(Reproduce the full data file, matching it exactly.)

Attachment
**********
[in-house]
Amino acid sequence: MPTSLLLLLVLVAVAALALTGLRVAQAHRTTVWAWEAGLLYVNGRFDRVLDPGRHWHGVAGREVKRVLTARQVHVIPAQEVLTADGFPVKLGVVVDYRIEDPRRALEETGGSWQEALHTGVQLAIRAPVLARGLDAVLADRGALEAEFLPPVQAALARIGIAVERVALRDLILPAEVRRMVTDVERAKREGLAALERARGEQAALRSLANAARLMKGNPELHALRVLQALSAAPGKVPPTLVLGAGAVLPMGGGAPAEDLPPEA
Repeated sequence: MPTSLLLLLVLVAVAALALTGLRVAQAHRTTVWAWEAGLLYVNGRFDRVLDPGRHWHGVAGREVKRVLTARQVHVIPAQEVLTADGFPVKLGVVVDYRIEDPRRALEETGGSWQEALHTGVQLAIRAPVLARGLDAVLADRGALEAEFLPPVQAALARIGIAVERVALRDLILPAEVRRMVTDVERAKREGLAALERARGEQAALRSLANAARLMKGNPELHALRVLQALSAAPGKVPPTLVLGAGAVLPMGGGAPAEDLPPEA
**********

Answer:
[in-house]
Amino acid sequence: MPTSLLLLLVLVAVAALALTGLRVAQAHRTTVWAWEAGLLYVNGRFDRVLDPGRHWHGVAGREVKRVLTARQVHVIPAQEVLTADGFPVKLGVVVDYRIEDPRRALEETGGSWQEALHTGVQLAIRAPVLARGLDAVLADRGALEAEFLPPVQAALARIGIAVERVALRDLILPAEVRRMVTDVERAKREGLAALERARGEQAALRSLANAARLMKGNPELHALRVLQALSAAPGKVPPTLVLGAGAVLPMGGGAPAEDLPPEA
Repeated sequence: MPTSLLLLLVLVAVAALALTGLRVAQAHRTTVWAWEAGLLYVNGRFDRVLDPGRHWHGVAGREVKRVLTARQVHVIPAQEVLTADGFPVKLGVVVDYRIEDPRRALEETGGSWQEALHTGVQLAIRAPVLARGLDAVLADRGALEAEFLPPVQAALARIGIAVERVALRDLILPAEVRRMVTDVERAKREGLAALERARGEQAALRSLANAARLMKGNPELHALRVLQALSAAPGKVPPTLVLGAGAVLPMGGGAPAEDLPPEA